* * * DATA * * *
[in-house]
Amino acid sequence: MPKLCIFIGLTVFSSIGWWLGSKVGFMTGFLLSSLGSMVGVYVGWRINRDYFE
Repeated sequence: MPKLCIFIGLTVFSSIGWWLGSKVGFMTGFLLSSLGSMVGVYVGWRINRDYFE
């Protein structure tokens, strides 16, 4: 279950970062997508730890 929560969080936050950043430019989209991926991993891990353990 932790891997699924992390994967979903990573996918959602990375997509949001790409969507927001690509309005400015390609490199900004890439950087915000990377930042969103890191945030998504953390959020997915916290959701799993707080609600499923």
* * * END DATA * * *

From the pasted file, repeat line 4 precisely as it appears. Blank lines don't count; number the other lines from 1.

């Protein structure tokens, strides 16, 4: 279950970062997508730890 929560969080936050950043430019989209991926991993891990353990 932790891997699924992390994967979903990573996918959602990375997509949001790409969507927001690509309005400015390609490199900004890439950087915000990377930042969103890191945030998504953390959020997915916290959701799993707080609600499923």